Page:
Farmers are reporting increasing levels of stress and anxiety, as the cost and availability of key inputs have reached crisis point in the wake of the war in Ukraine.
Reports continue to flood in of farmers struggling to get hold of key raw materials, with red diesel still well into three figures and ammonium nitrate quoted at £950-£1,000/t.
And this week, animal feed manufacturer NWF Agriculture wrote to its customers advising them of an immediate £30/t price increase across all products as a direct consequence of the war in Ukraine.
Carl Parish, fuel team leader at agricultural supplies business Mole Valley Farmers, said farmers were placing orders for red diesel without knowing the cost until the day of delivery.
“This is something farmers are unfortunately going to have to get used to, because it’s probably going to be around for months,” he suggested.
Calls for help
Stephen Dennis, south-west lead for the Farming Community Network, said his organisation was gearing up for an anticipated upturn in calls for help from farmers as the increased challenges they now face – especially in the livestock sector – took their toll.
“This is a really busy time of year anyway, with lambing, calving, field work etc and people are tired,” he said.
“There is so much in the news that seems to be negative, then ringing up to find there is no fuel or fertiliser available, or it is too expensive, it puts a massive strain on people.”
NFU Dairy board chairman Michael Oakes said he had taken calls from dairy farmers now feeling the pressure.
Who to call for help
Farming Community Network 03000 111 999
The Royal Agricultural Benevolent Institution 0800 188 4444
Royal Scottish Agricultural Benevolent Institution 0300 111 4166
DPJ Foundation 0800 587 4262
The Samaritans 116 123
“A lot of tenant farmers are having to settle rents at this time of year, while others have had to approach their banks to extend their overdrafts to buy inputs. Feed had already gone up £60-£70/t in the past year, and now we’re seeing another sharp increase.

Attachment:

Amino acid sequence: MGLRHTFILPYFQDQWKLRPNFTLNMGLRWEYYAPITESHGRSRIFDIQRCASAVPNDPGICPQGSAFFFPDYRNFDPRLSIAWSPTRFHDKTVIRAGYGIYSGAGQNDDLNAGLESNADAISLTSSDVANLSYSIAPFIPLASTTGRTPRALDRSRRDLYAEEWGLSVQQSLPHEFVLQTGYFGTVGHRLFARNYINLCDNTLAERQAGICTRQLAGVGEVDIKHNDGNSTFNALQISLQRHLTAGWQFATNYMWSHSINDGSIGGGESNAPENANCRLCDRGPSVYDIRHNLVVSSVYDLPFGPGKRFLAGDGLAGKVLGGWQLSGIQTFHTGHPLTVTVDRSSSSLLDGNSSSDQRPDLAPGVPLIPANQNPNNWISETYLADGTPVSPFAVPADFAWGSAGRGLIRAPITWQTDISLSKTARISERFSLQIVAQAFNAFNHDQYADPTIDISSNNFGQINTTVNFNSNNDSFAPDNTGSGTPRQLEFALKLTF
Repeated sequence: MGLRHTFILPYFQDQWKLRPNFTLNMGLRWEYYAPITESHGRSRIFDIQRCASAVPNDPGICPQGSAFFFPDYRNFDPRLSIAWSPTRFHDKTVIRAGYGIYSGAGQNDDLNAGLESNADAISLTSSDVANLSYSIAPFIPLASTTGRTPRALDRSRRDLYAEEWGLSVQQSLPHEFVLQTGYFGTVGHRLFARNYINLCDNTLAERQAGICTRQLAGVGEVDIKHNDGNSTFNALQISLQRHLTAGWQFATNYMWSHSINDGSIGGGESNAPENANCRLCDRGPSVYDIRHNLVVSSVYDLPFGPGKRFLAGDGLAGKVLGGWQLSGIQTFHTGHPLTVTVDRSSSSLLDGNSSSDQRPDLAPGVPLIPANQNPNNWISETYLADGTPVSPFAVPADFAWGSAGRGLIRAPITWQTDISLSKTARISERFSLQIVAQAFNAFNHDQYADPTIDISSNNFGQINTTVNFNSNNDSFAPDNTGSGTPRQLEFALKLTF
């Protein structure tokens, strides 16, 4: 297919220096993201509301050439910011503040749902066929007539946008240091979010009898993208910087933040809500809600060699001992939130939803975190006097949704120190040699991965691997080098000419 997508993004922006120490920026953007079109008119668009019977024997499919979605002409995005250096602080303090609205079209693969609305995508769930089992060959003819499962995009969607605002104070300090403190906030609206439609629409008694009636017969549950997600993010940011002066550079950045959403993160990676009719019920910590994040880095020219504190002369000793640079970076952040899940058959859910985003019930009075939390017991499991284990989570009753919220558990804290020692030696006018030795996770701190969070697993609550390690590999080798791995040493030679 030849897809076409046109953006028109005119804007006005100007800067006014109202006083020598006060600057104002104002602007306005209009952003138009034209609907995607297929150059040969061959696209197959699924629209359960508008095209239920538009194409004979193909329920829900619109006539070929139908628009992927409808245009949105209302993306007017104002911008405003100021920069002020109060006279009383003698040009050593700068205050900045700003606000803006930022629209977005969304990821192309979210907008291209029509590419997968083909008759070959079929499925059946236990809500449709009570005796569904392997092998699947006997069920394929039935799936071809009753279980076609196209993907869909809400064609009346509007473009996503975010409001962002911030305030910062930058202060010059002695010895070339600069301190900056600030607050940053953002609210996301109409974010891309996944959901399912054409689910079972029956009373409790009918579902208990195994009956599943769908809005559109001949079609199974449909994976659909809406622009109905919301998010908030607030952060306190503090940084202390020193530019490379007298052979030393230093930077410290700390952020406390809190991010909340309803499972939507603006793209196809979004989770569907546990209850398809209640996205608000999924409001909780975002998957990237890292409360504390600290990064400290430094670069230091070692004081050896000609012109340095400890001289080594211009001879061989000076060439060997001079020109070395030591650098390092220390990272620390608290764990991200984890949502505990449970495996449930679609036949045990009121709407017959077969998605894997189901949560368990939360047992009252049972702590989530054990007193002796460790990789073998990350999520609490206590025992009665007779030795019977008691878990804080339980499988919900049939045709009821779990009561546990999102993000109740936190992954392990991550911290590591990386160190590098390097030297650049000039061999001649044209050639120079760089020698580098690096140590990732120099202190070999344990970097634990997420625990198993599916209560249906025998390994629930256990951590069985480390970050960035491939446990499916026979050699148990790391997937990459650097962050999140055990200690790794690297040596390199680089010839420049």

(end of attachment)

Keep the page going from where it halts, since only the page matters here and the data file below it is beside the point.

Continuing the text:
“Many will have to make some big decisions soon – find the cash, get rid of some cows, or maybe leave the sector altogether.
“Combined with the labour shortage and the fact many are having to work even longer hours, the mental health impact is a real concern.”
One dairy farmer who has already been forced to change tack is Ed Hemmings, who milks about 200 cows on a year-round calving basis at Hockley Heath in the West Midlands.
He recently sold 26 cull cows – double the number he usually would – taking advantage of firmer prices to generate some cash flow and reduce demand for feed.
“Cash is king at the moment,” he told Farmers Weekly. “Unless you can pay up front, no one will sell you anything. What we really need is a meaningful increase in the price of milk by supermarkets, with at least 10p/litre passed back down the supply chain.”
Arable farmers feel the pinch
West Yorkshire grower Andrew Nicholls said he had bought most of his ammonium nitrate last summer at £260/t.
“But we also usually apply a liquid fertiliser in the spring. Last year that cost us £5,600, but the quote last week was for £17,000.”
As a result, Mr Nicholls has had to offer about 15ha of his 120ha of tenanted land to a potato contractor. He also plans to use less fertiliser and just target the wheat and oilseed rape.
“I know a few farmers around here who have got bare ground and have not bought any fertiliser and are just not going to drill,” he said.
“People are fearful that, if prices don’t hold up at harvest, they’ll be making a loss. It is definitely starting to affect their mental health.”
Rutland arable farmer Andrew Brown agreed farmers were facing huge pressure over the massive rise in input costs, which was affecting their mental health.
Mr Brown grows about 1,000 tonnes of wheat each year and he estimates that the rise in fertiliser prices will increase his production costs by about £100,000.
“Next year, am I just going to put half the amount of fertiliser on and take the hit on yield? I will have to crunch the figures, but it is a very big worry,” he said.